With a Rs 1,000 salary, an MCA graduate builds a Rs 50 crore-turnover cyber security company with a friend.

Karmendra Kohli, an MCA graduate from Odisha, began his career as a trainee internet and security consultant at a company in Hyderabad in 2001 for a monthly salary of Rs 1,000.

By Ishika Rastogi

With a Rs 1,000 salary, an MCA graduate builds a Rs 50 crore-turnover cyber security company with a friend.

Five years later, he founded his own cyber security organization, SecurEyes Techno Services Pvt. Ltd., along with Seemanta Patnaik, a cousin and MCA batchmate from Utkal University. SecurEyes was founded in 2006 by the duo, who invested Rs 8 lakh from their personal savings.

In the previous financial year, the organization's revenue passed Rs 50 crore. From the time we were students, Seemanta and I yearned to start our own unique association. "We concluded in 2001 that our association would be called SecurEyes," says Karmendra. In 2001, they received their MCA degree from Utkal University in Bhubaneswar, and they began working in companies that specialise in specific fields.

In August 2005, both quit their respective jobs and laid the groundwork for releasing SecurEyes the following year. Seemanta was working for Sony in Japan as a systems developer when he gave up his job. Karmendra had left his job as a technical consultant for an Indian cyber security firm in the United States.

"Initially, there were just two of us and four workers at SecurEyes," Karmendra says. SecurEyes has carved a niche within the cyber security space with 700+ globally served customers, 14000+ app security assessments, and 200+ employees worldwide. Seemanta is the CTO of SecurEyes, and Karmendra is the CEO.

They perform in about 12 countries. About 50 people work in their Riyadh office. Their Bengaluru office is located in a 5,000-square-foot single-floor area at Sigma Soft Tech Park in Whitefield. SecurEyes works in three areas of cyber security: counselling on cyber security, protection, product development, and developing cyber security abilities.

They check the security of websites, ethically hacking the application to identify the loopholes in network security and system security, after which they fix them. They have customers in the aviation, banking, information technology (IT), banking, financial services, and insurance (BFSI), information technology-enabled services (ITES), retail, and healthcare sectors from India, the United States, Saudi Arabia, and the UAE. SecurEyes has been a security consultant for the government of India’s "My Gov" app for the last seven years, and they are empaneled with numerous other government departments as well.

Some of their foreign clients include Etihad, Al Rajhi Bank, Al Mushraf Bank, Banque Saudi Francaise, Guardian, ANB, and Axa Insurance (Saudi Arabia). During COVID, SecurEyes worked on the protection evaluation of the Arogya Setu app and PM Cares Fund. Though the whole journey up until now looks like a smooth ride, the duo had their share of challenges while building the enterprise.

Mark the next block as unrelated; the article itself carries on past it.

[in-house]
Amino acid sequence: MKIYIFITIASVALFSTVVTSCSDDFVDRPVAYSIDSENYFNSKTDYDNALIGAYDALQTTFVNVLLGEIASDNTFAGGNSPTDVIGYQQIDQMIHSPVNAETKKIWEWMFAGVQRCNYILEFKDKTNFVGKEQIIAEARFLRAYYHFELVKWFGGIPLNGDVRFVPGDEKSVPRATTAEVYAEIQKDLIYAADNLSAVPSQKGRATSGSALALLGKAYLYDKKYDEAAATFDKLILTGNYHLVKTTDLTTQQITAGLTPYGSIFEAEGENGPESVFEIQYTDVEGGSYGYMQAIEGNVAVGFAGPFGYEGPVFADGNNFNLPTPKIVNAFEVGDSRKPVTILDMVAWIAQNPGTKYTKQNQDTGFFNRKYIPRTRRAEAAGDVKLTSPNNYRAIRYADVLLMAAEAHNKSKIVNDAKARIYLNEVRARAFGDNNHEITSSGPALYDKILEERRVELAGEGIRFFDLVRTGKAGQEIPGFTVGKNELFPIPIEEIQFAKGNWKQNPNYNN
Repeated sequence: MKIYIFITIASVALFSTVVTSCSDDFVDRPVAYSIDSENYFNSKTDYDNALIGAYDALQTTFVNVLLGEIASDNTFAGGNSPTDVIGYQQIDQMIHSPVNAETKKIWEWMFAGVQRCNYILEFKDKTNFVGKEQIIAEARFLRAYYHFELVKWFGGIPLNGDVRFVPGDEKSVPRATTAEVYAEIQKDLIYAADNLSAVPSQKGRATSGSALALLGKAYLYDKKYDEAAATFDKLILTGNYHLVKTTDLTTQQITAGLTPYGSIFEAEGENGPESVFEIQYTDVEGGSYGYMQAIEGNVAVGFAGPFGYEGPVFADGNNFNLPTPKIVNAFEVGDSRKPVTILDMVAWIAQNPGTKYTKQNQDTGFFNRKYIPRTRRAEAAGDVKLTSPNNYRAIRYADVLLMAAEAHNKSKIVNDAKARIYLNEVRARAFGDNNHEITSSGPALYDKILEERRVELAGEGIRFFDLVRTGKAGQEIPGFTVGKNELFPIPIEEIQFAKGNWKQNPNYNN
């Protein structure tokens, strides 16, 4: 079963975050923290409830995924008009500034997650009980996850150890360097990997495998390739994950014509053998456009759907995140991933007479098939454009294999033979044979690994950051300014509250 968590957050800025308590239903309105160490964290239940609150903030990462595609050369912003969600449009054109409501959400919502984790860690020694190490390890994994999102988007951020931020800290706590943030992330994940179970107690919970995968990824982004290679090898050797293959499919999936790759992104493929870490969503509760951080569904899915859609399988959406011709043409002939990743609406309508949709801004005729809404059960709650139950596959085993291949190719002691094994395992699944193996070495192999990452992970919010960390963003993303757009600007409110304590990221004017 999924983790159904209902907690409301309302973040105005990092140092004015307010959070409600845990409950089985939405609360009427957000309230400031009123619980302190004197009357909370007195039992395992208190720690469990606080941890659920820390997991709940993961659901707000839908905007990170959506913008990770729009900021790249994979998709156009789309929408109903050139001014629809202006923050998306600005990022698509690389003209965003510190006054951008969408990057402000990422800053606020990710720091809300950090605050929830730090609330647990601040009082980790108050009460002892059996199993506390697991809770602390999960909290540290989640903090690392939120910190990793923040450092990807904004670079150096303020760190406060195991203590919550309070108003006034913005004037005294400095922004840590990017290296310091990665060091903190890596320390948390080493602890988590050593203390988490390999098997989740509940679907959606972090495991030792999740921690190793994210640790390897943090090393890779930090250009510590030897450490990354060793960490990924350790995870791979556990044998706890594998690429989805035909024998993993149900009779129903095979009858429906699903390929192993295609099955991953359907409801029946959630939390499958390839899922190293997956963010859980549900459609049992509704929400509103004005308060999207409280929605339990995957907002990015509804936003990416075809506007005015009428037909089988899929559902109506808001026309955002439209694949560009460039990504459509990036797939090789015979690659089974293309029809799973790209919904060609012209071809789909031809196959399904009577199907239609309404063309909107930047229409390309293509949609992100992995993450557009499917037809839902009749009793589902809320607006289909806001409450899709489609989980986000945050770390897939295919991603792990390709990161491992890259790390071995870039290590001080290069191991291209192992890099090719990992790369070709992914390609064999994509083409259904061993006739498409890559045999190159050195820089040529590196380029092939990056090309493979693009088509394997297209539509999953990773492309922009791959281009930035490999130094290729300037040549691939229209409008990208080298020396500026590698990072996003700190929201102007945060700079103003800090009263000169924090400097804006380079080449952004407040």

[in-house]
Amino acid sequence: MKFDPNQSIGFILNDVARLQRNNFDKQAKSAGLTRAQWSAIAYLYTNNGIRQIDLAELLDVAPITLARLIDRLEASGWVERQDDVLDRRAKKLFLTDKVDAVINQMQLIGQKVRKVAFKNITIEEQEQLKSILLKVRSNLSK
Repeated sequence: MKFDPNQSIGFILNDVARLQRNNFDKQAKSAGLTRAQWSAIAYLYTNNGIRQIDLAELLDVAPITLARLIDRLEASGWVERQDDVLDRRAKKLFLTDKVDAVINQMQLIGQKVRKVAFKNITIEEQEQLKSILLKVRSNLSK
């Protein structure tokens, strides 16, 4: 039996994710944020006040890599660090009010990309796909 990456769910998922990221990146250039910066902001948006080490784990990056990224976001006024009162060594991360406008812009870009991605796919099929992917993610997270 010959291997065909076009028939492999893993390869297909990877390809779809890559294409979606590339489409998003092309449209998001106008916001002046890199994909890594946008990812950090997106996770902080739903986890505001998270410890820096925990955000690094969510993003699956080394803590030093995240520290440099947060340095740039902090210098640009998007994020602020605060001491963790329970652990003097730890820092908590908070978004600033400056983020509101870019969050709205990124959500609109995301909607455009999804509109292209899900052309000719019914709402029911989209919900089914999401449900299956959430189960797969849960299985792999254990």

It became nothing less than a roller coaster ride. "Getting perceived and making contact with the agencies was the greatest task," says Karmendra. In any case, what typically pushes us along through the promising and less promising times is the trust that we've procured from our clients. "The majority of their clients are referrals, and the trust they have built over time is based on client referrals."

He claims that, for the most part, they've received help via references and the trust that has been built over time. "Our adaptable strategies, client-targeted tactics, extensive customization, and in-house arranging and organising are the underpinnings of our great market presence."

"In general, 60% of our clients are referrals, with the concept of the paintings conveyed addressing the brand and drawing any other customer base."In the early days, SecurEyes collaborated with "The Indian Computer Emergency Response Team" (CERT-IN), the government of India’s nodal organisation that offers protection against cyber threats. They initially bid on small tasks, delivered the jobs on time, and bagged bigger tasks later. Karmendra was born in Cuttack to a middle-class family.

His father had a business selling and supplying scientific instruments, while his mother became a stay-at-home mom. Karmendra completed class 12 at Stewart School, Cuttack, in 1994. He cleared the CDS (combined defence services) exam and then the interview in 1998, and he was given job offers from the Indian army and air force. "My father influenced all three of us to do whatever we wanted, stating that we had the option to choose our profession," Karmendra says.

Since I was constantly inclined towards the IT area, I sought out MCA's abandonment of the safeguard administrations opportunity. Karmendra did his MCA at Utkal College, Bhubaneswar, where he was among the top five rankers and, surprisingly, beat them in a couple of semesters and finished the course in 2001. Karmendra and Seemanta are schoolmates who later did an MCA at the same university.

"We have unconditional friendship, and we sustain one another," says Karmendra. On the individual front, Karmendra married Sangeeta in 2005. They did their MCA at the same college and were colleagues at the workplace for a couple of years before they were given away.

Right when I quit my job to begin my business, Sangeeta was the person who gave me stacks of moral and financial help. She continued with her work, so I should acquire an appreciation for my business, says Karmendra. At the same time, as in school, Karmendra had played area-level cricket. Regard your staff and the client in light of the fact that the client is the critical partner in your association.



What's Your Reaction?